At the time of the MK23 program R. J. Thomas, was a SEAL Lieutenant Commander who pressed the effort to provide a “secondary weapon system” that was more “potent” then the 9mm. This was based on his personal experience in Vietnam with the Colt 1911 that ultimately resulted in him being awarded the Navy Cross. There were serious “Key Performance Parameters (KPP’s)” that needed to be met in order to achieve the capability required. The state of weapons and ballistics technology at that time implied such an undertaking would be a developmental effort as no production ready handgun offered a double-stack magazine, 15 round capacity, much less the accuracy required at 50 yards, a step up from the MilStd 25yds for a pistol.
The Mk23 was required to shoot <2MOA at this distance and handle +P ammo. This meant a clean shooter and one that is quite robust. H&K and their “K” frame platform won the award and the Mk23 was developed and fielded. The pistol weighed 38oz without magazine or ammunition. One of the most interesting fallouts is that by the time the weapons were fielded countless new pistols had been brought to market by various pistol manufacturers 8120.that would’ve met the initial KPP requirements, in a lighter weight.
There was a lot of BS in why Naval Special Warfare (NSW) went with .45 ACP and much of the conversation was about performance criteria that isn’t based on factual performance. “Stopping power”, “Knock down power”. “Increased lethality” requiring less rounds fired”. Laws of physics get in the way of the first two and common sense the third. Lethality is a black and white measurement. There are no measurable levels. After extensive time (3 years) on the Army’s “Wound Ballistic Integrated Product Team (IPT)” as the USSOCOM representative I can tell you the one and only key to “terminal ballistic performance” of any conventional small caliber munition, and even more so a pistol round, is “shot placement” and accompanied “accuracy”. This is, by far, the #1 factor in determining a pistol’s performance.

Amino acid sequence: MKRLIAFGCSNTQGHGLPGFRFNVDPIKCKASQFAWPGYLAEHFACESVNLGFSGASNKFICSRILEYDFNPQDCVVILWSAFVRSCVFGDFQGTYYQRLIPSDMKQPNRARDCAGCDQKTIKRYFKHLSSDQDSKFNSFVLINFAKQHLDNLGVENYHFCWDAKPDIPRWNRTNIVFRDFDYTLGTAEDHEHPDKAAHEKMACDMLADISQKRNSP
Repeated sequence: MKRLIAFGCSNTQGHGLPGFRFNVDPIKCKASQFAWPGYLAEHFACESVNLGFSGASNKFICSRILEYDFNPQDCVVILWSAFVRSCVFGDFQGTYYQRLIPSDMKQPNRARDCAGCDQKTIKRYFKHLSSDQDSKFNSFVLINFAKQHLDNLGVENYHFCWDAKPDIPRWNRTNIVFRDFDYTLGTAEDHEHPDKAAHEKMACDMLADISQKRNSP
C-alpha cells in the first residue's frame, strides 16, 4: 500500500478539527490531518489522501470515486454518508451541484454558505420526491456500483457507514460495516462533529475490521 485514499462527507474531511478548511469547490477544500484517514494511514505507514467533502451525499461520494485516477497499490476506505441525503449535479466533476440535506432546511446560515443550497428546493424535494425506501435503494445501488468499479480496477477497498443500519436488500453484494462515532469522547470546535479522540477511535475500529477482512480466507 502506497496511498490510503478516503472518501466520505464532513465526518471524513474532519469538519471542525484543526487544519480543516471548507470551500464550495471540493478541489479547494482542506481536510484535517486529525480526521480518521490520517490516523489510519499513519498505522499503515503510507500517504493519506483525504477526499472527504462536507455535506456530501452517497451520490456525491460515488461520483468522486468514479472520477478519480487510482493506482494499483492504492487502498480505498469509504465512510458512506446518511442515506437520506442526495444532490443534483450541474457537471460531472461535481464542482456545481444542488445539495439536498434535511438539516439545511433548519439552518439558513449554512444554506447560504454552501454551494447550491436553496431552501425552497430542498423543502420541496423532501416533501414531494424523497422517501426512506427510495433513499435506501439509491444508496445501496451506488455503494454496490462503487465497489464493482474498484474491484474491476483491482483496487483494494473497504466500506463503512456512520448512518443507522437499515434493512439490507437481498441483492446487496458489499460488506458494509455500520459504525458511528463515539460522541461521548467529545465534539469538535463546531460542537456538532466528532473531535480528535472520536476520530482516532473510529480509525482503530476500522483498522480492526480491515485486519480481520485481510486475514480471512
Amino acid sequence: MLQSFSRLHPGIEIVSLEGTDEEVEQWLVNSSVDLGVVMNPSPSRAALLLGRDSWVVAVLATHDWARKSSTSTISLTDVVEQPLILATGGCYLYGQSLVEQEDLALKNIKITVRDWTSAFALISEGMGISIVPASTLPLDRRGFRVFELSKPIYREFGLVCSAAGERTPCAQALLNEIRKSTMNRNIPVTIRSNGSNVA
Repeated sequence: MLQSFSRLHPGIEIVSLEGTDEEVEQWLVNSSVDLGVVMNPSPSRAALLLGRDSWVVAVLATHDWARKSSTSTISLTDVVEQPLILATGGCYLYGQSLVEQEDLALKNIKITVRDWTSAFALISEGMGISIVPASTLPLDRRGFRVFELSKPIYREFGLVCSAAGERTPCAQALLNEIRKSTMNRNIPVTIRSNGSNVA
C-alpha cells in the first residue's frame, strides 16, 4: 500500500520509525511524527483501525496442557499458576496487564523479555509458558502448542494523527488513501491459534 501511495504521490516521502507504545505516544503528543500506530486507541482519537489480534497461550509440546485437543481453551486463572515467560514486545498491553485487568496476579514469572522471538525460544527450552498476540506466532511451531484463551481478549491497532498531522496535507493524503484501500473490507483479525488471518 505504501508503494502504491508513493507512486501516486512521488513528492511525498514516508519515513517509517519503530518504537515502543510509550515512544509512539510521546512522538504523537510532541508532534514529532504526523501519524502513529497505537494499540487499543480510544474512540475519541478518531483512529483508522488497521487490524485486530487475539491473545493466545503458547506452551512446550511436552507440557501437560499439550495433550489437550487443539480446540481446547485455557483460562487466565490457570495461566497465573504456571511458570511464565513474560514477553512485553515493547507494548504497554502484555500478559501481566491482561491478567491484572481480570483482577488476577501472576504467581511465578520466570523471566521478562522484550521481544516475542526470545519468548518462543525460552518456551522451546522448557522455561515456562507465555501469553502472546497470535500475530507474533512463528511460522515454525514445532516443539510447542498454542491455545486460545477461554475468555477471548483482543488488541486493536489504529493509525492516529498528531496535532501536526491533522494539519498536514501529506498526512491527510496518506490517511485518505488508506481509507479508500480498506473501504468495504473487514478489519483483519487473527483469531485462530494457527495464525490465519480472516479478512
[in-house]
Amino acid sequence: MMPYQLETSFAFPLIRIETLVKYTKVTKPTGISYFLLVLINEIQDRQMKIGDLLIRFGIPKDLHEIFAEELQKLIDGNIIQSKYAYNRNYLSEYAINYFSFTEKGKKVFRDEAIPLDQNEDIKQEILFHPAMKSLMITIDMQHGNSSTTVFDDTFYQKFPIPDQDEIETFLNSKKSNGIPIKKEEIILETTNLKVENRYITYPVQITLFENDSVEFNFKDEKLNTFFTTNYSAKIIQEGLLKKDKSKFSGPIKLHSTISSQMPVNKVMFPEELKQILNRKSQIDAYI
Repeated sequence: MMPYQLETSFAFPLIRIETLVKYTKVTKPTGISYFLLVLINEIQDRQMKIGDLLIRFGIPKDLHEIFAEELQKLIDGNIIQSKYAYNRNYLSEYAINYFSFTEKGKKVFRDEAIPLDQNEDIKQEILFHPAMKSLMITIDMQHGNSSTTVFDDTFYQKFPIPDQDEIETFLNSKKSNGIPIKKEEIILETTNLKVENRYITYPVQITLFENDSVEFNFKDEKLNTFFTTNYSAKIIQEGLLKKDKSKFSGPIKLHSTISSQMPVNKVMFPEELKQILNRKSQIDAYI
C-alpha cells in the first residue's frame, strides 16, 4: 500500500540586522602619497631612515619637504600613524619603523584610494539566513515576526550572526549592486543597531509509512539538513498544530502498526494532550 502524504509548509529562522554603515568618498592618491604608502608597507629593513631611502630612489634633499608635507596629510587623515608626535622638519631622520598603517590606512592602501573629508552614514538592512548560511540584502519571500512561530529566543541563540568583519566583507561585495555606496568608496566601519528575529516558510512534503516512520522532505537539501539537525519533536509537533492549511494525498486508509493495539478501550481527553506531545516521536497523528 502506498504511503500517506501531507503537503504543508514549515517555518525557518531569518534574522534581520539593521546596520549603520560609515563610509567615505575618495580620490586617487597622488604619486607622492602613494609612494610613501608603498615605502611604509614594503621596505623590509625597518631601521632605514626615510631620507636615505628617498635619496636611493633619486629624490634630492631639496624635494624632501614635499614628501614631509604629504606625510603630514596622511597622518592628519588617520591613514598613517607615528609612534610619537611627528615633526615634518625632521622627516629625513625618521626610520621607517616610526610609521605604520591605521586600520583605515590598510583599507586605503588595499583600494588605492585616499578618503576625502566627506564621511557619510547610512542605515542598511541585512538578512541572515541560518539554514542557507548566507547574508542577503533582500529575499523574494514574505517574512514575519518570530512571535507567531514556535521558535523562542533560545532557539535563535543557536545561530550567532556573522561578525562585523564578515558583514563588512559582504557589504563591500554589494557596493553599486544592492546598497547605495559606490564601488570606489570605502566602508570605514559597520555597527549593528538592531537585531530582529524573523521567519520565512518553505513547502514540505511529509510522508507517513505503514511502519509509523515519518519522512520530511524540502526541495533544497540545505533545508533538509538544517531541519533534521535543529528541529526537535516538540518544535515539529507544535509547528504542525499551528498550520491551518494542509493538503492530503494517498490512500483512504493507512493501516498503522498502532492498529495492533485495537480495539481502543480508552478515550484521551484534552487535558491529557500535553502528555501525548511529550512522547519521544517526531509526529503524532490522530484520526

One of the key factors in consistent “shot placement” was and remains “form, fit, function” of the weapon in the hands of the user. Although the .45 was a larger projectile than the 9mm, .357, or 38, it provided very little in terms of greater terminal ballistic effect (<10% increase in permanent wound cavity for example). Terms and catch phrases such as “stopping power” and “knock down power” are unsubstantiated. There remains to this day ZERO evidence to demonstrate .45 is better than 9mm or any other pistol munition. It was all psychological. Here’s an interesting fact: 99% of the Mk23’s delivered to NSW never left the armory. The Mk23 with 15 rounds and a suppressor weighed almost 4 pounds. The handgun was nick named the “whopper” because it took 2 hands to handle it. The force was much more confident in the Sig P226 and that is exactly why the P226 was the most widely used / widely carried handgun in the SEAL Teams for the next 25 years.
Tucker Campion is a Retired Navy SEAL Commander, Former SOCOM Project Manager, and Current Partner at SOFACC : Special Operations Forces Applied Capability Corporation. www.sofacc.comHe may be reached through email [email protected]
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